Tamas Dezsö

Totem Conflatura


Western red cedar, aluminium

95 x 33.5 x 9.8 in.

Totem Conflatura was directly inspired by the large-scale forest fires devastating the woods in the Sierra Nevada, which can be mostly attributed to global warming. In the Sequoia National Park local fire-fighters wrapped fire-proof aluminium covers around the feet of the enormous several-thousand-year-old trees. Aluminium covers can cope with intensive heat only for a very short time. The melting point of aluminium is 660°C / 1220°F, which is far lower than the inner temperature (1100°C / 2000°F) of forest fires in recent years.

The Latin word conflatura means metal melted by fire. The history of melting and shaping various metals goes back to the early period of the Anthropocene and it fundamentally changed the relationship between human beings and nature. The process of aluminium production has changed little since the 19th century and is one of the most energy-intensive and polluting industrial activities on the planet. Aluminium production has more than doubled between 2000 and 2020, and is responsible for the annual discharge of 1.1 billion tonnes of greenhouse gases at present.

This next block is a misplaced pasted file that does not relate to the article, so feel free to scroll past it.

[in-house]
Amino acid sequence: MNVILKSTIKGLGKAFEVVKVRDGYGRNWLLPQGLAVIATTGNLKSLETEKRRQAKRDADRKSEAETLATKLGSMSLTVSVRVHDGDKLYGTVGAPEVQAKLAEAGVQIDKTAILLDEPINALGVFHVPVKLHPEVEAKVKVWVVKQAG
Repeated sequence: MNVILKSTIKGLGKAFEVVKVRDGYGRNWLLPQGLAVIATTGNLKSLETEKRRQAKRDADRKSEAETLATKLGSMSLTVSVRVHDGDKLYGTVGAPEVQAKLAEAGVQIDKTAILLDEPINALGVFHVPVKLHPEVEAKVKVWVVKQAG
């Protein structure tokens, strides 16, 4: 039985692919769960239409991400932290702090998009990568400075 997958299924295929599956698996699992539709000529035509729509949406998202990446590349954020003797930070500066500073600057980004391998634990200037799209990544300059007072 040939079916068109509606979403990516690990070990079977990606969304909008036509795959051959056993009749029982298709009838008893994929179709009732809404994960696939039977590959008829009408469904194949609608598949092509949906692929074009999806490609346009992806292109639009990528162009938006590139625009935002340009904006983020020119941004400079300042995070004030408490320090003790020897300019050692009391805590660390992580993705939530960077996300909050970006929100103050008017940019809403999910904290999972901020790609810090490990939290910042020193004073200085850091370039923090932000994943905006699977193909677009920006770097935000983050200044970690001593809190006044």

Thus sequoia trees tend to be safeguarded with a material whose production contributes to trees having to be protected at all. To use aluminium for that purpose represents a perfect vicious circle of interconnectedness and the resulting finitude of possible actions: humans and sequoias, the aluminium blanket and the aluminium industry, the forest and the forest fire, are all in the all-encompassing, planetary-scale 'belly' of climate change.

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